I asked him if he had anything to say, and he just sat there looking at me.
I advised him, I said, do you understand what I'm telling you? Do you have a reason as to why they would make these statements, if they are false, and he stated no, and I requested again if he would like to make a statement, and he just sat there looking at me.
Finally, I says [sic], am I to understand that by you remaining silent that [the victim] is lying? Is this all made up? He stated no. I said is she telling the truth? He said yes.
At that point he stated that he wanted to think about it for a while and there was no other statements made.
Detective Kremkau testified at the hearing that Ross's periods of silence lasted “no more than five to ten seconds.” At Ross's trial, Detective Kremkau testified that the silence may have lasted fifteen to twenty seconds. Ross did not testify at the suppression hearing. The trial court did not make specific factual findings, but stated that “[f]rom the testimony and the evidence presented ... [Ross] was properly advised of his Miranda rights ... and thereafter ... made what comments he chose to make.... [W]hatever he said ... appears to have been done ... freely and voluntarily.” The trial court then denied the suppression motion.
Also before trial, Ross brought a motion in limine to exclude the testimony of a State witness, treating nurse Susan Talaska-Pikalek, because she allegedly would be testifying that the victim had been sexually assaulted. The trial court ruled that the State could ask Talaska-Pikalek “whether the observed condition of the victim was consistent with” the victim's statement at the time of her treatment.
At trial, during the State's direct examination of Talaska-Pikalek, she testified that the victim told her that Ross had touched and penetrated her genital area with his hand and penis. She then testified about her physical examination of the victim:
Q.What did you observe with respect to the hymen or to what you saw as to no hymen based upon your work in that unit and based upon your training? Would you find that consistent or inconsistent with what [the victim] had told you?
A.With ‑‑ Consistent as to what you told me?
Q.Penetration to the vagina.
The jury convicted Ross of both counts of sexual assault of a child.
A. Right to Remain Silent.
Ross argues that his statement to the police should have been suppressed because the State violated his privilege against self-incrimination when Detective Kremkau continued to question him after he allegedly invoked his right to remain silent by remaining silent. Ross is wrong.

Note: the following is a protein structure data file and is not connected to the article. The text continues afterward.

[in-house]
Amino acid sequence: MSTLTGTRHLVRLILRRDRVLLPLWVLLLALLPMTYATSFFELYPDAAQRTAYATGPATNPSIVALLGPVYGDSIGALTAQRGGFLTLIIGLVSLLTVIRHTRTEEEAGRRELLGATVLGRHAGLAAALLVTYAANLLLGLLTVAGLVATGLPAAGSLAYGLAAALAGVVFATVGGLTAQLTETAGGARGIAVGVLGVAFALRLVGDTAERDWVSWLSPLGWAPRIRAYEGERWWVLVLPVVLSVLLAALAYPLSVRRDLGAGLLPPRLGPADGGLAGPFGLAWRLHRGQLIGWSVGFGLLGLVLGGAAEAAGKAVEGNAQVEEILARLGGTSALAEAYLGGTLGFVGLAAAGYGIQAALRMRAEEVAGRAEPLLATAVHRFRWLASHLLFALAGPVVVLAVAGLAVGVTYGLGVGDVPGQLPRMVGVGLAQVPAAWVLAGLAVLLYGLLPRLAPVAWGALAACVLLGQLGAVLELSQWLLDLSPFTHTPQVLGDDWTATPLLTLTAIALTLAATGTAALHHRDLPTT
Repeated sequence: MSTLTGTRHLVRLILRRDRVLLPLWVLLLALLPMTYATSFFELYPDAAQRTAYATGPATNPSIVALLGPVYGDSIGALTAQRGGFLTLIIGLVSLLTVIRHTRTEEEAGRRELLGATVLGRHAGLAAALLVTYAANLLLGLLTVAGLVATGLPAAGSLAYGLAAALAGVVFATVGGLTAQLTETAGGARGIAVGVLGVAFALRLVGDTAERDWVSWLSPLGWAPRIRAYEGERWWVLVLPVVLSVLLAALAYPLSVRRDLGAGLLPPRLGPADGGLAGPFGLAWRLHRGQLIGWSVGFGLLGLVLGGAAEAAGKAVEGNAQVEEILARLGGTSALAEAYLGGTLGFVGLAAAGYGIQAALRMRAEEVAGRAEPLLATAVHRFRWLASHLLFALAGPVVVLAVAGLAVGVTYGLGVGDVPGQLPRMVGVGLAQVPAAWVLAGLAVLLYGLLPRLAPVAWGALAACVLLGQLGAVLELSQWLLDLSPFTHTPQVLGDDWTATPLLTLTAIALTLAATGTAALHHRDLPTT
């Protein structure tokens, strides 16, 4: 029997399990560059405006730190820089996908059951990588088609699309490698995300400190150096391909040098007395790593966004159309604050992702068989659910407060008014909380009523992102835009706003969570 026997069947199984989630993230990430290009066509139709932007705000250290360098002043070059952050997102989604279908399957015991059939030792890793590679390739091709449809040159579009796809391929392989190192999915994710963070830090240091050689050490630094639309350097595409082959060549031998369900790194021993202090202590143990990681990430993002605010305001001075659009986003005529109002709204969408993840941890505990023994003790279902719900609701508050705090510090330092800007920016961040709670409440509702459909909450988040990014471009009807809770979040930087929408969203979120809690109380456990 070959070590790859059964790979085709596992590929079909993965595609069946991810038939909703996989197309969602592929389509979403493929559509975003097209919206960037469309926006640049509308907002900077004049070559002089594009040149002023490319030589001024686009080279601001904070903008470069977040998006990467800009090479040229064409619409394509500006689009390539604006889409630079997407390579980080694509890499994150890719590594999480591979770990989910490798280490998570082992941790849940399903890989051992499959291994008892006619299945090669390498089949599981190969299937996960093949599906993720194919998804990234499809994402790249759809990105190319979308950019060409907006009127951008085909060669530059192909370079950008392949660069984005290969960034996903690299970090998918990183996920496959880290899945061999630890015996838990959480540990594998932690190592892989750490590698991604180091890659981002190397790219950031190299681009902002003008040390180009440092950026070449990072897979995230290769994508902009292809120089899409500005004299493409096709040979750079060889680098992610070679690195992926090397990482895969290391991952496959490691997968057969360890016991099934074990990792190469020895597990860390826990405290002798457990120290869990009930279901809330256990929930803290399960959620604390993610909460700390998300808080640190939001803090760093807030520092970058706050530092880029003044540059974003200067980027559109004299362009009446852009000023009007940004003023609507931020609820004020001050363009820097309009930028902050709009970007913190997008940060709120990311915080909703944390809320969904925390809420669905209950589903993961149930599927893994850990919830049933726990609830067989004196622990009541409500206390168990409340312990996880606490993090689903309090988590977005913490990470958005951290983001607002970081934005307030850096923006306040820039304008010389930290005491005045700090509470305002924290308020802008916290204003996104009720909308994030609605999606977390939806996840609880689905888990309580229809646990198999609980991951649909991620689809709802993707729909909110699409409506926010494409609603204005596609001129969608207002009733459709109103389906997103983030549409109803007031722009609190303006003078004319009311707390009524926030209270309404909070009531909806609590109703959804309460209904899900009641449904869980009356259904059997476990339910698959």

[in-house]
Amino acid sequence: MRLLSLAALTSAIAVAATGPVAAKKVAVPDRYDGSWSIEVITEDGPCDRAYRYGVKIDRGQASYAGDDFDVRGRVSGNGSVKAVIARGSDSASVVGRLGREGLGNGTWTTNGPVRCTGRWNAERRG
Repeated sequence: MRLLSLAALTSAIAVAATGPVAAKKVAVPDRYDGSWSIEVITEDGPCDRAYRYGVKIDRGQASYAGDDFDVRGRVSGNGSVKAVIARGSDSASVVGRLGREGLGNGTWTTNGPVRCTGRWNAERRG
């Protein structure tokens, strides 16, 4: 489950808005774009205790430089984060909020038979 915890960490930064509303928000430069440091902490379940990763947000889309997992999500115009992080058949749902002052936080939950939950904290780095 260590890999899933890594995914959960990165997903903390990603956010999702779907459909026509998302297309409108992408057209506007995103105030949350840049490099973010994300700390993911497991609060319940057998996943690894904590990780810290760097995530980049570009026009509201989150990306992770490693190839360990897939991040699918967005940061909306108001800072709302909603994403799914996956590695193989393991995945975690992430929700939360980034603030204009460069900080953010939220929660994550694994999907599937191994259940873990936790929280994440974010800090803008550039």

“In Miranda v. Arizona, 384 U.S. 436, 467, 86 S. Ct. 1602, 1624, 16 L.Ed.2d 694,  (1966), the Supreme Court fashioned a set of procedural guidelines designed to protect a suspect's rights under the Fifth Amendment from the `inherently compelling pressures' of custodial interrogation.” State v. Harris, 199 Wis.2d 227, 237-38, 544 N.W.2d 545, 549 (1996). Both the suspect's right to counsel and the right to remain silent are separately protected by these procedural guidelines. Miranda, 384 U.S. at 467‑73, 86 S. Ct. at 1624‑27, 17 L.Ed.2d at 719‑23.
A suspect's right to remain silent includes two distinct protections. The first is the right, prior to questioning, “`to remain silent unless [the suspect] chooses to speak in the unfettered exercise of his own will.'” Id. at 460, 86 S. Ct. at 1620, L.Ed.2d at 715 (citation omitted). The second is the “`right to cut off questioning.'” Michigan v. Mosley, 423 U.S. 96, 103, 96 S. Ct. 321, 326, 46 L.Ed.2d 313, 321 (1975) (citation omitted). “Through the exercise of [a suspect's] option to terminate questioning he [or she] can control the time at which questioning occurs, the subjects discussed, and the duration of the interrogation.” Id. at 103‑04, 96 S. Ct. at 326, 46 L.Ed.2d at 321. Hence, “the admissibility of statements obtained after the person in custody has decided to remain silent depends under Miranda on whether his [or her] `right to cut off questioning' was `scrupulously honored.'” Id. at 104, 96 S. Ct. at 326, 46 L.Ed.2d at 321 (citation omitted).